How long do you canter? Is it for short intervals or for a while? Think of it this way. If you do short ones, you are training a sprinter. Longer ones are like training for a marathon. Get him thinking that he's going to be running a marathon and he will slow down to conserve his energy. Lope until he wants to slow and lope some more.
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I try for short intervals, like a couple of half laps around the field, he's a little pudgy, but still losing. Would canter poles be beneficial?
     
    09-19-2012, 03:41 PM
  #6
Cat
Green Broke
I agree with usandpets - best way to slow the canter is to do it for long intervals. Right now he is thinking "let's hurry up and get this over with" but when every time he has to canter he has to do it for a long time until he is good and tired he starts thinking more about conserving energy.
     
    09-19-2012, 03:46 PM
  #7
Banned
I agree that a tired horse, is generally a good horse. However she needs to be able to cue this horse ANYTIME she wants that he must slow down. Just making him tired isn't necessarily going to do that. JMO.
There is no reason to trick this horse into thinking he's going to run a marathon, because one day he's going to figure it out or he's going to be really fresh and she's not going to have the cues to bring him back down t a nice rolling canter........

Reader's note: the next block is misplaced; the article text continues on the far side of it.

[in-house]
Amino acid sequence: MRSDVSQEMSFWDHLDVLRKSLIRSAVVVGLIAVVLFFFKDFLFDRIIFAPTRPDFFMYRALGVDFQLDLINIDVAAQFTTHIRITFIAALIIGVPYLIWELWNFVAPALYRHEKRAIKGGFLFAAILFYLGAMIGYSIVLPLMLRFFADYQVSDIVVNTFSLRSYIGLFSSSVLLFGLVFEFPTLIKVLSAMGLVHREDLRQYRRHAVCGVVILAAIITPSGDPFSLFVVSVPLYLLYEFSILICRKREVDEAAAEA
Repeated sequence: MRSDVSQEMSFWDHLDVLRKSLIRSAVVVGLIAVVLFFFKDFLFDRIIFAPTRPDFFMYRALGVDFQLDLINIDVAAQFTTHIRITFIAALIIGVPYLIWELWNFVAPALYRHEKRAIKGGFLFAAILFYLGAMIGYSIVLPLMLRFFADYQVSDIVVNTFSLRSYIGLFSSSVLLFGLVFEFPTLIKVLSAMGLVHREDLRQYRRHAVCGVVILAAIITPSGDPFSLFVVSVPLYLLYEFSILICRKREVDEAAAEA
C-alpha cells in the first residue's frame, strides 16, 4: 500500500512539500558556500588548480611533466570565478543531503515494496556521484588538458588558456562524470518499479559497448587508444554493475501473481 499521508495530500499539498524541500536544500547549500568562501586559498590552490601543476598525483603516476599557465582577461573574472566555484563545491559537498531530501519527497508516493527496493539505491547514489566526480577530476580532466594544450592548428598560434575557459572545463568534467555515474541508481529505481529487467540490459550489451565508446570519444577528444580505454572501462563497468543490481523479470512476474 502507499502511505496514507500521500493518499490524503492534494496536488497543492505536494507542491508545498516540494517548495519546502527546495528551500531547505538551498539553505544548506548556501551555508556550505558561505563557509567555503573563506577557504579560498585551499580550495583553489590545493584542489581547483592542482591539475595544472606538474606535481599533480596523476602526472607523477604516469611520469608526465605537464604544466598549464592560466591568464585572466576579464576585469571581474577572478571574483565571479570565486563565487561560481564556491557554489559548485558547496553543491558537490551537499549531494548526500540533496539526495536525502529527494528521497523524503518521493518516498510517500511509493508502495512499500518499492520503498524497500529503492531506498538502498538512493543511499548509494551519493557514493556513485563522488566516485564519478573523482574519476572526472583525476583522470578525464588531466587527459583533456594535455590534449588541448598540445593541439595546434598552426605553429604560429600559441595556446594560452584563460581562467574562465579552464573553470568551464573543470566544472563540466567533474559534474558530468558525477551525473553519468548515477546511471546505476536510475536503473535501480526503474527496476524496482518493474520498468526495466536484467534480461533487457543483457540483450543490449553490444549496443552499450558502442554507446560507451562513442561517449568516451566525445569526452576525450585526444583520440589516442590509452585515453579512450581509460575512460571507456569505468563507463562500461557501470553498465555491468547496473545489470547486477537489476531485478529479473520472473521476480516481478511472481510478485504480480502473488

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    09-19-2012, 04:19 PM
  #8
Cat
Green Broke
I'm not saying you have to always tire the horse out to get a nice easy canter - only initially when you are first training it. A horse trained this way will soon really want to always give you the nice easy canter - they will learn to crave it. Then after you are consistently getting the easy canter right from the start, then you can ask for a faster one if you want it, but they tend to go right back to the slow easy one once you relax your seat. The biggest mistake people make when trying to get a good easy canter is not keeping them going long enough and trying to hold them back when they are cantering - which can lead to a bracey horse.
     
    09-19-2012, 04:27 PM
  #9
Green Broke
Quote:
Originally Posted by Muppetgirl    
I agree that a tired horse, is generally a good horse. However she needs to be able to cue this horse ANYTIME she wants that he must slow down. Just making him tired isn't necessarily going to do that. JMO.
There is no reason to trick this horse into thinking he's going to run a marathon, because one day he's going to figure it out or he's going to be really fresh and she's not going to have the cues to bring him back down t a nice rolling canter........
Yes, at first the horse will get tired because he is not used to it. The reason I used a sprinter/marathon concept was to get the idea across. You don't need to run him into the ground everytime. It gets him questioning how long he's going to be doing it. It gets him to better understand that you are the one to choose what speed you go and not him.

It may not work on all horses but it does work. Breeds like Arabians like to run and can run and not get tired. It has worked with our horses. It also works for Clinton Anderson or he wouldn't teach it. Instead of using tricks and tools to physically control the horse, like half-halts and circles, it gets the horse to choose to slow down on its own.
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    09-19-2012, 05:41 PM
  #10
Banned
I can see your point. I think either way would work, it's just a matter of which way you choose to go.